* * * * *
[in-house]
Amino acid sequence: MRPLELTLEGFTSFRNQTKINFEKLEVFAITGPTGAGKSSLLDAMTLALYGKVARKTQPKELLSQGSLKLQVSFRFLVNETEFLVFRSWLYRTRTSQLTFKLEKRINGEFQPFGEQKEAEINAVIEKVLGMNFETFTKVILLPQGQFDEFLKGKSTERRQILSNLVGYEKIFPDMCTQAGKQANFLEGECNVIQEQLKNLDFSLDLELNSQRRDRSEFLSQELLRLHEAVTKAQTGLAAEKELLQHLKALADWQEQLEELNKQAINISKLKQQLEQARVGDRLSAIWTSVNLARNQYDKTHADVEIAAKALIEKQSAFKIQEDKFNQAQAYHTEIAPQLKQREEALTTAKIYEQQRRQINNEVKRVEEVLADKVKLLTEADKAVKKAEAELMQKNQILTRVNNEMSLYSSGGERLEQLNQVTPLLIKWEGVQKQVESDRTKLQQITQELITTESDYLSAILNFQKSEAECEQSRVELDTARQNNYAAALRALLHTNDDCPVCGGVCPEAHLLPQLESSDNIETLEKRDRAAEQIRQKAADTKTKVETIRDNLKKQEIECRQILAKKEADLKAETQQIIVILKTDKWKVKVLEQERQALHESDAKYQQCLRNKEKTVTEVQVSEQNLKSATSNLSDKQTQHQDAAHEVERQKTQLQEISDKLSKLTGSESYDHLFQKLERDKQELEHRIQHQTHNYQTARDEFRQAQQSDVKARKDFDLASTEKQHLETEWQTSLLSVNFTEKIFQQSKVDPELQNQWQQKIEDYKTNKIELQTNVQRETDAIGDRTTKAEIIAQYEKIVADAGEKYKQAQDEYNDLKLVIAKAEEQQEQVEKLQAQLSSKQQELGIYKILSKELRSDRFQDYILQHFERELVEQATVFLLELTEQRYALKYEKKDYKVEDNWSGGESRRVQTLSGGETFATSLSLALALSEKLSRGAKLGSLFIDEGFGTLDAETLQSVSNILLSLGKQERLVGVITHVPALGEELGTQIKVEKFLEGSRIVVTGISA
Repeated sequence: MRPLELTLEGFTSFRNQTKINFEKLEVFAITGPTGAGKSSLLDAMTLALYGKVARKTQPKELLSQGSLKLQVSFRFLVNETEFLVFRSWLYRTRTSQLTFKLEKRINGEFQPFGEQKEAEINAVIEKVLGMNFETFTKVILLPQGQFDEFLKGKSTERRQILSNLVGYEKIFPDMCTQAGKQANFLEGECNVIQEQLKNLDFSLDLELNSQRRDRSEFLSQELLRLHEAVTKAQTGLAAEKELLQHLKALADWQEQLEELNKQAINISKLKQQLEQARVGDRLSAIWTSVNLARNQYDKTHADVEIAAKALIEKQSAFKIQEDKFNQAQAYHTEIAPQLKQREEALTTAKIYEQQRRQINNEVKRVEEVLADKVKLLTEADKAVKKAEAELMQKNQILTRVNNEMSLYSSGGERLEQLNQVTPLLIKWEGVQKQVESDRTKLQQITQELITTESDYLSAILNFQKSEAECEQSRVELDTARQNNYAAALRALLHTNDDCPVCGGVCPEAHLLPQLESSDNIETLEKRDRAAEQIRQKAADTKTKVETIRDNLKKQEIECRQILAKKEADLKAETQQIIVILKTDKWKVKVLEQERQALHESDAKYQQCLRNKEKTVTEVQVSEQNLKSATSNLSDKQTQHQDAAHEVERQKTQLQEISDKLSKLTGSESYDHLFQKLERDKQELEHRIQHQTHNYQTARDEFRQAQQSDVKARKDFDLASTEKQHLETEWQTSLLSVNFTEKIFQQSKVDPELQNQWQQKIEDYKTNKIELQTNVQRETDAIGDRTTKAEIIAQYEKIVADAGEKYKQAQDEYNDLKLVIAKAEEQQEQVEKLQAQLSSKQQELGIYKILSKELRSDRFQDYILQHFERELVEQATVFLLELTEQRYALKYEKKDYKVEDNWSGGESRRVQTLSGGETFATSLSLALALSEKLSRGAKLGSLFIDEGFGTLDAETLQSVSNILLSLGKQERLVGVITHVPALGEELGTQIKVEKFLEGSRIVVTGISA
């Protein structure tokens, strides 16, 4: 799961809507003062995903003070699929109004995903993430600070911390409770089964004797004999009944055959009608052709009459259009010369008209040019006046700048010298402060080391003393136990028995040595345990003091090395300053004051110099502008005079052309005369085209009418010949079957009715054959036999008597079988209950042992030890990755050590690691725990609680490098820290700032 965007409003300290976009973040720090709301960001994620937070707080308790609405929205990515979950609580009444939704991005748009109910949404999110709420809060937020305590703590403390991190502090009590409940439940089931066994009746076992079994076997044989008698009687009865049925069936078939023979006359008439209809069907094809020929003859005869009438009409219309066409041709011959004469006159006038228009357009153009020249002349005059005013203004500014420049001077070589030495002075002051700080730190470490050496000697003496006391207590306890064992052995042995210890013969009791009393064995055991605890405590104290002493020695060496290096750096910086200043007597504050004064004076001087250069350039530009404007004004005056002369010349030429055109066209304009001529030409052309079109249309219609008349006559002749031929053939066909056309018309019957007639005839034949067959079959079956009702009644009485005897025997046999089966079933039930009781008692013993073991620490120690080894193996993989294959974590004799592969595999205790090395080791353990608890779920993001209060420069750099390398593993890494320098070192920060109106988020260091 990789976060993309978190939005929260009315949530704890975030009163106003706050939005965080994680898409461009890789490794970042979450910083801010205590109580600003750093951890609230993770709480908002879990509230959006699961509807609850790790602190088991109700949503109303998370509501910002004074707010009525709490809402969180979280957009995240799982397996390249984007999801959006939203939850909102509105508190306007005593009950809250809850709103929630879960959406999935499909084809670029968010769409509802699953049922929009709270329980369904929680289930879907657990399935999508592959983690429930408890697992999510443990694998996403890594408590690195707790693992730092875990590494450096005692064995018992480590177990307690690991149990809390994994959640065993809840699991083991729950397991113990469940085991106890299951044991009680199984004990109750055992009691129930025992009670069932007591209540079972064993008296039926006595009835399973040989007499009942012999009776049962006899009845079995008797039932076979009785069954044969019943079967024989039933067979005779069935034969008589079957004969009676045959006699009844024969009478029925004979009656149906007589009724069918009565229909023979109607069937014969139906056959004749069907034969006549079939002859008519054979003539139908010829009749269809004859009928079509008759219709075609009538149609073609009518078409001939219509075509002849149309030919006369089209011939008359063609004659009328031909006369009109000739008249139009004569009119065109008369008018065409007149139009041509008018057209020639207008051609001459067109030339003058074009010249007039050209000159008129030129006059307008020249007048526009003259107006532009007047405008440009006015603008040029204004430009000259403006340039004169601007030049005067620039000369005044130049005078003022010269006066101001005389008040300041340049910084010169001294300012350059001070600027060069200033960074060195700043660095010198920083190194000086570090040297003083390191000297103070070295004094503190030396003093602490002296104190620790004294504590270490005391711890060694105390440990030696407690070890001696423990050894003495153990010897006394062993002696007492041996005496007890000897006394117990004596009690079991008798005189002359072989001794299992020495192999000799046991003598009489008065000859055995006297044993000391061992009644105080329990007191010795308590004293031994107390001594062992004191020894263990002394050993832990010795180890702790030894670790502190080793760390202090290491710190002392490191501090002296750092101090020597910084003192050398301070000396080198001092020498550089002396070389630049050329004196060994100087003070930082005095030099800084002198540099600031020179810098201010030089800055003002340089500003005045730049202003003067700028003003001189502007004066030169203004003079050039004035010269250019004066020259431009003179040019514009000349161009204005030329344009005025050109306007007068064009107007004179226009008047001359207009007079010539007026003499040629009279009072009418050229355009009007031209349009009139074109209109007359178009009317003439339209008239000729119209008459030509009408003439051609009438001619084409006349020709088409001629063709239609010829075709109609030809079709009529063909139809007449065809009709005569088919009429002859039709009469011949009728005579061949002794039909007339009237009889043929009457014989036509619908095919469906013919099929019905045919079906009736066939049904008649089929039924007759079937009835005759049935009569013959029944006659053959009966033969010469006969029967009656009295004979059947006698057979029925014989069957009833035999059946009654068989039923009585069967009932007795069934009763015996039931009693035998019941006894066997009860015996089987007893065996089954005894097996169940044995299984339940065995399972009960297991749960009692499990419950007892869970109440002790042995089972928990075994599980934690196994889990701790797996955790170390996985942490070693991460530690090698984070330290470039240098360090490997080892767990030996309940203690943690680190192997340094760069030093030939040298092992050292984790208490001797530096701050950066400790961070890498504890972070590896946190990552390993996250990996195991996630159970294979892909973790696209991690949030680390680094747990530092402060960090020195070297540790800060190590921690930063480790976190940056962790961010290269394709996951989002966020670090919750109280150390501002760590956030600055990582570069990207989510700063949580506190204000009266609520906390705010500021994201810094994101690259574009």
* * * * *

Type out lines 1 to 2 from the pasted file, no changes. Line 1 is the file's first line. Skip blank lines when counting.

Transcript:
[in-house]
Amino acid sequence: MRPLELTLEGFTSFRNQTKINFEKLEVFAITGPTGAGKSSLLDAMTLALYGKVARKTQPKELLSQGSLKLQVSFRFLVNETEFLVFRSWLYRTRTSQLTFKLEKRINGEFQPFGEQKEAEINAVIEKVLGMNFETFTKVILLPQGQFDEFLKGKSTERRQILSNLVGYEKIFPDMCTQAGKQANFLEGECNVIQEQLKNLDFSLDLELNSQRRDRSEFLSQELLRLHEAVTKAQTGLAAEKELLQHLKALADWQEQLEELNKQAINISKLKQQLEQARVGDRLSAIWTSVNLARNQYDKTHADVEIAAKALIEKQSAFKIQEDKFNQAQAYHTEIAPQLKQREEALTTAKIYEQQRRQINNEVKRVEEVLADKVKLLTEADKAVKKAEAELMQKNQILTRVNNEMSLYSSGGERLEQLNQVTPLLIKWEGVQKQVESDRTKLQQITQELITTESDYLSAILNFQKSEAECEQSRVELDTARQNNYAAALRALLHTNDDCPVCGGVCPEAHLLPQLESSDNIETLEKRDRAAEQIRQKAADTKTKVETIRDNLKKQEIECRQILAKKEADLKAETQQIIVILKTDKWKVKVLEQERQALHESDAKYQQCLRNKEKTVTEVQVSEQNLKSATSNLSDKQTQHQDAAHEVERQKTQLQEISDKLSKLTGSESYDHLFQKLERDKQELEHRIQHQTHNYQTARDEFRQAQQSDVKARKDFDLASTEKQHLETEWQTSLLSVNFTEKIFQQSKVDPELQNQWQQKIEDYKTNKIELQTNVQRETDAIGDRTTKAEIIAQYEKIVADAGEKYKQAQDEYNDLKLVIAKAEEQQEQVEKLQAQLSSKQQELGIYKILSKELRSDRFQDYILQHFERELVEQATVFLLELTEQRYALKYEKKDYKVEDNWSGGESRRVQTLSGGETFATSLSLALALSEKLSRGAKLGSLFIDEGFGTLDAETLQSVSNILLSLGKQERLVGVITHVPALGEELGTQIKVEKFLEGSRIVVTGISA